July 2015 to August 2015
There was nothing inevitable about the recovery of New Orleans. It happened because of love.
Not so long ago, it seemed to many that New Orleans might be done for, the first city to succumb to the existential threats of our age. But a decade after Hurricane Katrina, the Crescent City is back — and may be better than ever. What can we learn from New Orleans about what really makes a place resilient?
After Katrina, New Orleans awakens to new challenges — and ambitious visions.
Resilience and adaptation have become buzzwords in public policy, but the experience of New Orleans after Hurricane Katrina shows how imperative these ideas are as we face a changing world. SPUR's recent city trip to New Orleans brought back lessons from p lanners, engineers, policymakers and residents who are tackling pressing challenges that were neglected for generations, yielding exciting ideas and impressive results.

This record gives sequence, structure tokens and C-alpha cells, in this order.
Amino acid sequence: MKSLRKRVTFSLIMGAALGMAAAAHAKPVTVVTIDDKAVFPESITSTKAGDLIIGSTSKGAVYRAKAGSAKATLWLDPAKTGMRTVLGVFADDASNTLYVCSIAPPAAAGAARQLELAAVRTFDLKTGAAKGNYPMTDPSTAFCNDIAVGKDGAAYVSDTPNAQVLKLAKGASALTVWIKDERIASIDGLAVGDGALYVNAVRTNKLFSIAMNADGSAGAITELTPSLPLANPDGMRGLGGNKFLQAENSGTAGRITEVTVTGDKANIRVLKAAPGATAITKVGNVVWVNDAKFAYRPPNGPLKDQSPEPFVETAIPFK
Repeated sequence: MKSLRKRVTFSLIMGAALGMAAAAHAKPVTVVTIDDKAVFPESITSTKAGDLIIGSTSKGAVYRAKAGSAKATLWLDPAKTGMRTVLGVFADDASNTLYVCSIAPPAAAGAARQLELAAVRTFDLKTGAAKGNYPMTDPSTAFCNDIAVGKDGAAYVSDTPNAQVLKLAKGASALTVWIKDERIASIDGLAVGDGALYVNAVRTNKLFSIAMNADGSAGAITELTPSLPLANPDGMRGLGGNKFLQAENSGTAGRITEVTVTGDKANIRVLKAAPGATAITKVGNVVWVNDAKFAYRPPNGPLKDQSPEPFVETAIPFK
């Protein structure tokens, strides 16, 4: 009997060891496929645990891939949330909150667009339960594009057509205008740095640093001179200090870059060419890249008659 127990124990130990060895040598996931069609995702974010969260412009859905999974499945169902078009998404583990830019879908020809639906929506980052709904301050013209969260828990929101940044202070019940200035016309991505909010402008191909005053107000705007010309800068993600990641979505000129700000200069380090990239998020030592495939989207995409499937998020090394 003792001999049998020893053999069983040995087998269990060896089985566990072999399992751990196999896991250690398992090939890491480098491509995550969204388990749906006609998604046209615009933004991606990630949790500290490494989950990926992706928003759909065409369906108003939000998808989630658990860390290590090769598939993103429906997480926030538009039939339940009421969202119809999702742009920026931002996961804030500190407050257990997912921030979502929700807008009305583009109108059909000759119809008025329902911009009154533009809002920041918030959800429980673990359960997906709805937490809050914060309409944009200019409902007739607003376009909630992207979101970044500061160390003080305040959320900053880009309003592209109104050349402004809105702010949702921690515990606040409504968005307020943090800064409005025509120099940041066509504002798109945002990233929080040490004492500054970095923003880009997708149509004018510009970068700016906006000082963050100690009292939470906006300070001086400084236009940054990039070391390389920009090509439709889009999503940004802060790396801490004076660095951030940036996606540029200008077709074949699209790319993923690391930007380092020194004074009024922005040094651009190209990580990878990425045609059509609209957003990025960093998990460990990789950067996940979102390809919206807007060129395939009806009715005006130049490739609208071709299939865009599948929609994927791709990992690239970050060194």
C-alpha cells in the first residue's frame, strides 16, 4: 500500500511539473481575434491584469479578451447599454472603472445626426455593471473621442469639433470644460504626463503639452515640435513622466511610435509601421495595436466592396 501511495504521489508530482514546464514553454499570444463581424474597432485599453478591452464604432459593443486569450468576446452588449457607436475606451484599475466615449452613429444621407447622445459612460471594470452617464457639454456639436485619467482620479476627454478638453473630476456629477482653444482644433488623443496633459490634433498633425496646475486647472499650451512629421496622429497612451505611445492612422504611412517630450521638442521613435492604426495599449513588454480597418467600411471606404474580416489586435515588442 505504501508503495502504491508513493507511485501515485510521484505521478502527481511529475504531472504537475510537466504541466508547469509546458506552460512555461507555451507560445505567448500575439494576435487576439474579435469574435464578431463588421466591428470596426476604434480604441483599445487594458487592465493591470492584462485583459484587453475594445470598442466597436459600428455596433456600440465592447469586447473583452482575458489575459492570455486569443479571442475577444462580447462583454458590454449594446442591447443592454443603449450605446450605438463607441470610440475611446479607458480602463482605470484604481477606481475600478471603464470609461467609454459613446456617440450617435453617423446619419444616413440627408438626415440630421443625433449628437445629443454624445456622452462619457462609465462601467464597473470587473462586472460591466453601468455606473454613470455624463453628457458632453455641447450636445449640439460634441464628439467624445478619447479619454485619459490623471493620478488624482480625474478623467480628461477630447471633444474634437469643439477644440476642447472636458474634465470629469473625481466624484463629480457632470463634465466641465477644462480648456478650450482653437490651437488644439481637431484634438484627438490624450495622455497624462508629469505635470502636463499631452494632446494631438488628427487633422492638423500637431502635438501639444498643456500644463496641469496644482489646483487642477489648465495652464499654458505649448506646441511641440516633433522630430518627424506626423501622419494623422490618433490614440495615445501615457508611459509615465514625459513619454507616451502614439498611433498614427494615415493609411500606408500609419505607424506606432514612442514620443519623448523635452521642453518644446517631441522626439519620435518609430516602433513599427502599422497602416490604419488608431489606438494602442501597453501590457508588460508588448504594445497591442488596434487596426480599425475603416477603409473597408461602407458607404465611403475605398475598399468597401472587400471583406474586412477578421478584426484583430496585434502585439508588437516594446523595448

In the Big Easy, the doors are as intriguing as what might be behind them.
These doors of the French Quarter give a glimpse into some historic New Orleans urbanism.
As Santana Row and Valley Fair expand, opportunities for enhancing transit and walkability in San Jose can, too.
Two of the best examples of urbanism in San Jose are Santana Row and Westfield Valley Fair, wildly successful retail, commercial and residential destinations that pull in millions of visitors from all over the region. As these projects prepare to expand, opportunities for enhancing transit and walkability in San Jose can, too.
CUESA's executive director muses on food, farm and Armistead Maupin.
We spoke with Coburn about some of the ways CUESA and the Bay Area are leading the way in cultivating healthy food systems.